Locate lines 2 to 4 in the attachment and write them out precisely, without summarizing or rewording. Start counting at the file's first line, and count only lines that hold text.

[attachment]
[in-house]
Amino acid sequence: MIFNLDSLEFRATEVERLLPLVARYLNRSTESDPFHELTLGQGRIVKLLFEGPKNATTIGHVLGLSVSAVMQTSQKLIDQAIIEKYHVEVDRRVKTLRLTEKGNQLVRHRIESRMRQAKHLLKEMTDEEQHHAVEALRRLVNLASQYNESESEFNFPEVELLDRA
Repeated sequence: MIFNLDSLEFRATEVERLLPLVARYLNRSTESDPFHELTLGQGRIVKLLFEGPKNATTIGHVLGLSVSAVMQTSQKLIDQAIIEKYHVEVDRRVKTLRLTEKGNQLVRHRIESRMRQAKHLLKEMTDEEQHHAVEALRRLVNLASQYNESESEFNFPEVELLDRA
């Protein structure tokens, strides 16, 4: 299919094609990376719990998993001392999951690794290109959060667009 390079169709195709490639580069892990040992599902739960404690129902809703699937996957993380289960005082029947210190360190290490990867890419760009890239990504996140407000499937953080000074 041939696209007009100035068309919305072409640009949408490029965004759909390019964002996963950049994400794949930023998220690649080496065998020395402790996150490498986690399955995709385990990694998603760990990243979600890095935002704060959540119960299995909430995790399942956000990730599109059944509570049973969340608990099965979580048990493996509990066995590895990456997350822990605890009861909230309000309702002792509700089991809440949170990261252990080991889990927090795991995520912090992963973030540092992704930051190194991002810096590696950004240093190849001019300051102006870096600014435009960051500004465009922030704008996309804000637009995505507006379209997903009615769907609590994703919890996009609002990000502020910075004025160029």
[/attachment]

Amino acid sequence: MIFNLDSLEFRATEVERLLPLVARYLNRSTESDPFHELTLGQGRIVKLLFEGPKNATTIGHVLGLSVSAVMQTSQKLIDQAIIEKYHVEVDRRVKTLRLTEKGNQLVRHRIESRMRQAKHLLKEMTDEEQHHAVEALRRLVNLASQYNESESEFNFPEVELLDRA
Repeated sequence: MIFNLDSLEFRATEVERLLPLVARYLNRSTESDPFHELTLGQGRIVKLLFEGPKNATTIGHVLGLSVSAVMQTSQKLIDQAIIEKYHVEVDRRVKTLRLTEKGNQLVRHRIESRMRQAKHLLKEMTDEEQHHAVEALRRLVNLASQYNESESEFNFPEVELLDRA
């Protein structure tokens, strides 16, 4: 299919094609990376719990998993001392999951690794290109959060667009 390079169709195709490639580069892990040992599902739960404690129902809703699937996957993380289960005082029947210190360190290490990867890419760009890239990504996140407000499937953080000074 041939696209007009100035068309919305072409640009949408490029965004759909390019964002996963950049994400794949930023998220690649080496065998020395402790996150490498986690399955995709385990990694998603760990990243979600890095935002704060959540119960299995909430995790399942956000990730599109059944509570049973969340608990099965979580048990493996509990066995590895990456997350822990605890009861909230309000309702002792509700089991809440949170990261252990080991889990927090795991995520912090992963973030540092992704930051190194991002810096590696950004240093190849001019300051102006870096600014435009960051500004465009922030704008996309804000637009995505507006379209997903009615769907609590994703919890996009609002990000502020910075004025160029």